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Highway, bridge project funding includes $5.7 million contract for widening of Village Drive in Leland

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By Staff Brunswick Beacon

Fifteen contracts totaling $29.3 million have been awarded for highway and bridge projects across North Carolina, including seven projects funded through the American Recovery and Reinvestment Act.

One of the eight non-ARRA funded contracts awarded includes:

A $5.7 million contract to S.T. Wooten Corp. of Wilson to convert 1 mile of Village Drive (NC 1472) in Leland from west of Old Fayetteville Road (NC 1437)/Navassa Road (NC 1435) to the U.S. 17 North interchange ramps in Brunswick County to a four-lane divided roadway.

Work is scheduled to begin as early as Aug. 31, with final completion by June 1, 2011.

The project will widen the three-lane sections of Village Drive to four lanes with a divided median, and taking out the center turn lane on current five-lane sections and replacing it with a median. Signal work, lane realignment and other intersection improvements will also be included in the project.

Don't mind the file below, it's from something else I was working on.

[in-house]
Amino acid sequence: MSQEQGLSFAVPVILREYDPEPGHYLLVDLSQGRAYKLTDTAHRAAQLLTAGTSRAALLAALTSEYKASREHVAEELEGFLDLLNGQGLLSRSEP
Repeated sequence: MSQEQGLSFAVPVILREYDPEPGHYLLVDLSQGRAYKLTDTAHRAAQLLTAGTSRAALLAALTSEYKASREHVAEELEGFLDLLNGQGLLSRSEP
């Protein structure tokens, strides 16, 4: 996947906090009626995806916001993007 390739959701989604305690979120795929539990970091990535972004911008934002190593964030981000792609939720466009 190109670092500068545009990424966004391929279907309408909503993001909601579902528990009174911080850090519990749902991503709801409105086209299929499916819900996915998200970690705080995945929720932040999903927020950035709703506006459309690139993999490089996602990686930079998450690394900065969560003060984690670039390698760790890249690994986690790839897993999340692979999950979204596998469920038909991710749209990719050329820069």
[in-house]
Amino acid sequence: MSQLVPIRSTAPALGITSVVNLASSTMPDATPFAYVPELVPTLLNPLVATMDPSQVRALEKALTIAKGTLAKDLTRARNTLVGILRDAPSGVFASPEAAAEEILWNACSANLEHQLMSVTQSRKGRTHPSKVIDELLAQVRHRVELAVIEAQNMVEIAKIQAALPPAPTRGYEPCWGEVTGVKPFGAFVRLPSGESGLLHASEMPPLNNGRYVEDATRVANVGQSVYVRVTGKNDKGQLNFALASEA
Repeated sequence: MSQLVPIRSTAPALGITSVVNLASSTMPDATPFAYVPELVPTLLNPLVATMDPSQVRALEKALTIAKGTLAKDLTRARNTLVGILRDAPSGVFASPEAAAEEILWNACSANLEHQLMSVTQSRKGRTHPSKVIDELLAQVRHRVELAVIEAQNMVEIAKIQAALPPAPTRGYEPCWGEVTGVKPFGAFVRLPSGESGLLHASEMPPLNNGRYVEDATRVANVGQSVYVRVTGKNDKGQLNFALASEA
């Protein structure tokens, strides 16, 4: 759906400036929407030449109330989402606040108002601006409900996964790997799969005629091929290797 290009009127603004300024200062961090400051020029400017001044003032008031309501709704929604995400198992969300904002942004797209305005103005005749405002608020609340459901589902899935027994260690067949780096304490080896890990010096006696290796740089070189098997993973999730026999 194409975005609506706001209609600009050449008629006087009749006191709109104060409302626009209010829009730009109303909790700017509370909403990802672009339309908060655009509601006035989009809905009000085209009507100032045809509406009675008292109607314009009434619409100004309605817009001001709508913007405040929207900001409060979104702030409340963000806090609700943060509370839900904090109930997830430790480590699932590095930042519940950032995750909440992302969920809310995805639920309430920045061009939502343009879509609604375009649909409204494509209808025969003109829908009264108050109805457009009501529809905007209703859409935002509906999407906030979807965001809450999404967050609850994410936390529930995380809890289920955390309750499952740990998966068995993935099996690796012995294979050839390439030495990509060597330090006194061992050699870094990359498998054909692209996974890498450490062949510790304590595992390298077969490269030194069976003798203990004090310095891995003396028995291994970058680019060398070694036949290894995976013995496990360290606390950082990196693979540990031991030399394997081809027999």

The section of road will be open to traffic with periodic lane closures in place.

The contracts were awarded by Transportation Secretary Gene Conti to the lowest respective bidder, as required by state law.

“These projects will stimulate economic growth by creating and maintaining jobs as we enhance safety and keep our people traveling,” Gov. Bev Perdue said.

According to the Federal Highway Administration, every $1 million spent on transportation creates 30 jobs, and according to the construction industry, every dollar invested in transportation generates $6 in economic impact.

The seven recovery projects awarded are located in Anson, Ashe, Avery, Caldwell, Dare, Forsyth and Hyde counties. The eight other projects awarded are in Brunswick, Cherokee, Cumberland, Iredell, McDowell, Pitt, Rowan and Rutherford counties. Work on the projects will start in late August, September and October.

Five additional projects were let to contract in July. Four of them will be awarded if the low bidder demonstrates that it has met “good faith effort” requirements in attempting to reach the disadvantaged business enterprise goals set forth in the contracts. The bids on the fifth project to conduct resurfacing work in Haywood and Jackson counties exceeded the NCDOT engineer’s estimate by more than 21 percent. The bids were rejected, and the project will be rebid at a later date.

The bids received on all 20 projects advertised came in more than 15 percent, about $6.5 million, below NCDOT estimates.

For more information about funding for infrastructure improvements in North Carolina, as well as other NCDOT projects and activities, visit www.ncdot.gov.